VoIP call routing with the ICM consists primarily of RAS location and admission request (LRQ, ARQ) processing for both destination alias and endpoint resolution. As indicated above, remote zone as well as local endpoint resolution is provided, including alternate endpoint and remote zone list substitution and carrier sensitive routing designations. Additional enhancements to provide for gateway registration and availability tracking and additional features (e.g. per-port quota-based routing) may be found in other preferred embodiments.
In a combined PSTN/VoIP environment, voice calls originating in the PSTN enter the IP network via Gateways (see “ingress” and “egress” GW discussion above). Gateways receive analog voice calls and perform, as known in the art, the conversion to packetized voice for presentation to the TCP/IP network—in combination with corresponding data and call control manipulation.
Other objects, features and advantages will be apparent from the following detailed description of preferred embodiments thereof taken in conjunction with the accompanying drawings in which:
The invention description below refers to the accompanying drawings, of which:
The interaction and information exchange between the GK and the GWs is based on the H.225 RAS protocol, although other protocols may be used that provide similar functions. The
Using either the SIP Proxy Server or GK, information is provided to the NIC component allowing it to intercept VoIP call admission and GK location requests and resolve and return routing information (from the NAM router) for those requests. These admission and location request responses are derived within the NAM using legacy PSTN routing constructs as defined in the ICM implementation, using the ICM's native PSTN call control scripting capability.
While a number of call routing parameters may be resolved by the NAM, the primary parameters populated in the present invention are the H.323 endpoint and the corresponding destination alias. The former is defined herein as a device (as an IP addressable entity) from which or to which a packet switch voice call originates or terminates. In the present invention endpoints may refer to GW's, H.323 terminals, and/or SIP user agent devices. The latter (destination alias) refers to an alias translated and provided, ultimately, to the egress Gateway, terminal, or user agent. The destination alias is typically presented as the dialed digits that include the country code, national destination code and the subscriber number (ITU E.164 format). The destination alias may be labeled as an E.164 dialed number and, in the PSTN hybrid application, might provide to the egressing gateway the dialed number to which the call should be placed in the respective egressing PSTN network. E164 is a well-known ITU-T definition of a telecommunications number plan.
The NAM performs, inter alia, routing and number translation together with support for selection of endpoints and destinations. The GKTMP client supplies the NAM with the source and destination alias fields populated for a given call admission (or location) request; taken together the NAM resolves either a destination endpoint, destination alias, or both. In other embodiments the GKs may also supply information as to gateway registration and availability so that the NAM will be able to dynamically adjust destinations accordingly.
The ICM implements least cost routing (LCR) logic based, in part, on a user customized script for selecting endpoints or destinations based, in turn, on time of day, day of the week, database lookups, “if” conditional re-direction capabilities, percent allocation, and additional call context testing and manipulation. In a preferred embodiment, with respect to the above referenced standards, GKTMP requests of location and admission (Req-LRQ, Req-ARQ) are answered by the arguments within the corresponding response messages, e.g. GKTMP DestCallSignalAddress, interfaceSpecificBillingID, redirectReason, cicCode, and srcCallSignalAddress.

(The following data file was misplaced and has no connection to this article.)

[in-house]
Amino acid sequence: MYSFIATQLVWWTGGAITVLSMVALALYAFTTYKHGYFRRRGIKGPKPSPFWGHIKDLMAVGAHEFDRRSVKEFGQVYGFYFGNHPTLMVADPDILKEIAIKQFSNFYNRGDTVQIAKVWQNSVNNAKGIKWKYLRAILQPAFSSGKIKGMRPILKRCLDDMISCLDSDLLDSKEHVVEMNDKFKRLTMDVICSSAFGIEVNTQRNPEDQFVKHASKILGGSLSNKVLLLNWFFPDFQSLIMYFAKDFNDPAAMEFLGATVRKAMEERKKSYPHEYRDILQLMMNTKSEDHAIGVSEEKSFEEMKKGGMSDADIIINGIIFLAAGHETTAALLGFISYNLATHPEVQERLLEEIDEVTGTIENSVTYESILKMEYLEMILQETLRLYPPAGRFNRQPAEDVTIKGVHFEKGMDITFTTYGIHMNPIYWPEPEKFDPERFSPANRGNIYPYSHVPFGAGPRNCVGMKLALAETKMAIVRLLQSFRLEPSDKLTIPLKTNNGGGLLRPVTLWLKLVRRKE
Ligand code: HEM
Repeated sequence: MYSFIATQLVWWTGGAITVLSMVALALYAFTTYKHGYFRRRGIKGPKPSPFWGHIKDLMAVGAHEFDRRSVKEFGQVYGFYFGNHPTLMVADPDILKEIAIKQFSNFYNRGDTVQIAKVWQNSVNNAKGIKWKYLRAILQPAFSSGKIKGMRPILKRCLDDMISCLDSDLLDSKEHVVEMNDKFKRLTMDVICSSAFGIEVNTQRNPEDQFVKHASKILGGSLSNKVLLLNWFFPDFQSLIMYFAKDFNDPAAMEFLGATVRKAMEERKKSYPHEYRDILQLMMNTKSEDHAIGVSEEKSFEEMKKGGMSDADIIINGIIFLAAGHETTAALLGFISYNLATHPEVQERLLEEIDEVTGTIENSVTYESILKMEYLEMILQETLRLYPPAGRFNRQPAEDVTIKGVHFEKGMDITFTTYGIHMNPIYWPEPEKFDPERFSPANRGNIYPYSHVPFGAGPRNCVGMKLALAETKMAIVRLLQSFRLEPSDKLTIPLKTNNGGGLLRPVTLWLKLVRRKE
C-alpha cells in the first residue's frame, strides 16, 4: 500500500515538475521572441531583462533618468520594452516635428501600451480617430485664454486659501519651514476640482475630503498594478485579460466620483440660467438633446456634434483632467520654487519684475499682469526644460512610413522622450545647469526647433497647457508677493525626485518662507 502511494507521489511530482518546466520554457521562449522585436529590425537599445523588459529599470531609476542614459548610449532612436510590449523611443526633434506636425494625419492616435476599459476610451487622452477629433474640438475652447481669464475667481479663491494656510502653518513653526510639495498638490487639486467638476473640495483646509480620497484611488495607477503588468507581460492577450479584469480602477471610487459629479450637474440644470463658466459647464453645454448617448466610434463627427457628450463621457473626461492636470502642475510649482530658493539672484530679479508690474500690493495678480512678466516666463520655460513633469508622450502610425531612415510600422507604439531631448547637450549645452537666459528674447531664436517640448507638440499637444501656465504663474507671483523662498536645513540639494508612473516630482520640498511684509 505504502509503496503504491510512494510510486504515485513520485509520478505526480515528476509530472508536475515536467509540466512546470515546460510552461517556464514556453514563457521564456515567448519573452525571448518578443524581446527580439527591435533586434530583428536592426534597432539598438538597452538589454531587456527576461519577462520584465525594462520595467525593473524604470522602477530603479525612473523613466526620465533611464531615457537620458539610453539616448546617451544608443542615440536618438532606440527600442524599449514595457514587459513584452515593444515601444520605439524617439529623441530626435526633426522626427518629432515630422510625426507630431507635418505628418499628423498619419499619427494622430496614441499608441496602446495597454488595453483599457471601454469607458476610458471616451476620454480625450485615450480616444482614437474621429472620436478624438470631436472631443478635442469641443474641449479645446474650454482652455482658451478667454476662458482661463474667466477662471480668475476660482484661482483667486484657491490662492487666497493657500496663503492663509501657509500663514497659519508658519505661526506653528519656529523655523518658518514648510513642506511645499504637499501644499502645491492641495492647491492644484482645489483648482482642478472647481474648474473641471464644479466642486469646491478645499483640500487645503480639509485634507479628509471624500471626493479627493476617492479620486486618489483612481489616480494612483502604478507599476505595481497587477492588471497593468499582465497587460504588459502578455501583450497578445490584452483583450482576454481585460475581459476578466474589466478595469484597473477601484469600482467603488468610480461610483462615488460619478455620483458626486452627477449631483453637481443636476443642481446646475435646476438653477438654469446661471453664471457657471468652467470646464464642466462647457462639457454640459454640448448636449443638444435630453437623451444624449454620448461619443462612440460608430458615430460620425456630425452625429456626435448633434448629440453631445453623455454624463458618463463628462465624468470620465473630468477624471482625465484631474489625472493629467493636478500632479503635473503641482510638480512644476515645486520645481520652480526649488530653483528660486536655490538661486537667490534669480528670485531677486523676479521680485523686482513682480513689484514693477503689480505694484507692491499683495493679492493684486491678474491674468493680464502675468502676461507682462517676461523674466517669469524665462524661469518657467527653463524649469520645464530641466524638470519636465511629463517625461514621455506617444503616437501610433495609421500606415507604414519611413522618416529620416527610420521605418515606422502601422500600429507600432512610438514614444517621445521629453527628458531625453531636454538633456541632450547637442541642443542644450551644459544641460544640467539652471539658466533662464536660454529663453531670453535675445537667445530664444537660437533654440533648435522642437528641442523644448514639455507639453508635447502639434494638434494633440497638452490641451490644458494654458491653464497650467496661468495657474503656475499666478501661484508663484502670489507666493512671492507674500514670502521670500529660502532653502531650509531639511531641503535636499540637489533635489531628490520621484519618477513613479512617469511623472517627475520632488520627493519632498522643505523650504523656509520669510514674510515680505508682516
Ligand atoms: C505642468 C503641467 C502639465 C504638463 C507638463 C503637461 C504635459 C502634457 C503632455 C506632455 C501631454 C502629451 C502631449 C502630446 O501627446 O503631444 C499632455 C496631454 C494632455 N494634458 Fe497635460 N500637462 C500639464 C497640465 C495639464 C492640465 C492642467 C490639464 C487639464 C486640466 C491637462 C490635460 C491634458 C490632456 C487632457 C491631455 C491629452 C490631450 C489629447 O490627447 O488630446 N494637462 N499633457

Those users/practitioners in the art may build scripts that direct calls to the appropriate endpoints based on one or more of the aforementioned criteria. Multiple endpoints can be combined and returned with associated priorities. These priorities may be specified by list ordering or by a priority tag associated with each given endpoint. In this manner cost-based routing and other such allocation routings with respect to congestion, type of service, etc. can be implemented. The NAM scripting capability thus provides the optimal real-time determination of endpoint and destination based on the user's finely tuned business rules, resolved in the context of call router state. Endpoints (and destinations) can be selected to optimize cost carrier sensitive routes, dialing plans, and the like.
NAM's also have the capability to configure the GK's or other such interfacing devices connected to and exchanging information with the NAM. This configuration (of both triggers and filters) is established at GKTMP server registration time. Triggers may be contained in substrings of the dialed number, and additional parsing information may be used. Triggers refer to information that causes (“triggers”) a specific response, and filters prevent certain operations from occurring.
Referring back to
In this preferred embodiment, the NAM-GK interface is a standard TCP/IP connection, where the NAM listens (on a configurable address and port) for incoming connection requests from one or more GK's. The NAM is the logical back end server (as known in that art) responding to the GK requests for registration, admission control, location requests, and resource availability information.
In other preferred embodiments, registration of GW's (RAS RRQ 30 from
In another preferred embodiment each call residing on an endpoint is monitored thereby allowing the GW utilization to be measured on a per-call basis in real time. Such information is useful for record keeping and billing. The NAM GK interface and software provide the potential for call transferring, hold, re-route, merge, monitor busy and disconnect, hang-up, and other such status information.
The NAM supports overlapping dial plans, where customers are able to define their own virtual private networks (VPN). In one embodiment shown in